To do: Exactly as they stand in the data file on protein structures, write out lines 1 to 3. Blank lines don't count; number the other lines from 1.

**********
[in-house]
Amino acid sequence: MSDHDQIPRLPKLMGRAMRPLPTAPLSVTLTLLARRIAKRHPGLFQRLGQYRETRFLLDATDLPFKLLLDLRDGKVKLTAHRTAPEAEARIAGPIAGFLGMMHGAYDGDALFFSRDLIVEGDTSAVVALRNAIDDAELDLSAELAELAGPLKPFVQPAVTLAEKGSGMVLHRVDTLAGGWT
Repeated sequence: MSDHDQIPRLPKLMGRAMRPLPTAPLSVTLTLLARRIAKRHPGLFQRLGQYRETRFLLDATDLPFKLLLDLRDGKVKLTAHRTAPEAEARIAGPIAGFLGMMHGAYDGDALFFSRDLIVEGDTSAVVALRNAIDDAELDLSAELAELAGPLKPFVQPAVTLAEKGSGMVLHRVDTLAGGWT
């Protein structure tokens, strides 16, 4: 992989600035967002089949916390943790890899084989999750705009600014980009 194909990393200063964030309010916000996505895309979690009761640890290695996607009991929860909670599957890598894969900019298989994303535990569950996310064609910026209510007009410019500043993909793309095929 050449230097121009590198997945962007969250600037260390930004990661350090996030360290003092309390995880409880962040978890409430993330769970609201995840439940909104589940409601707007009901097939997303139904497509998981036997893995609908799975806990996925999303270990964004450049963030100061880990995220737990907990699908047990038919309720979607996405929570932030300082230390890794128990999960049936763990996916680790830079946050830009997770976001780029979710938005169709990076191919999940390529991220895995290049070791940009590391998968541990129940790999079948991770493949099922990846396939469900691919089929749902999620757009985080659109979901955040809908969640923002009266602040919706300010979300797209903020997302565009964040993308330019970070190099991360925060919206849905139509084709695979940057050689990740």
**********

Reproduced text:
[in-house]
Amino acid sequence: MSDHDQIPRLPKLMGRAMRPLPTAPLSVTLTLLARRIAKRHPGLFQRLGQYRETRFLLDATDLPFKLLLDLRDGKVKLTAHRTAPEAEARIAGPIAGFLGMMHGAYDGDALFFSRDLIVEGDTSAVVALRNAIDDAELDLSAELAELAGPLKPFVQPAVTLAEKGSGMVLHRVDTLAGGWT
Repeated sequence: MSDHDQIPRLPKLMGRAMRPLPTAPLSVTLTLLARRIAKRHPGLFQRLGQYRETRFLLDATDLPFKLLLDLRDGKVKLTAHRTAPEAEARIAGPIAGFLGMMHGAYDGDALFFSRDLIVEGDTSAVVALRNAIDDAELDLSAELAELAGPLKPFVQPAVTLAEKGSGMVLHRVDTLAGGWT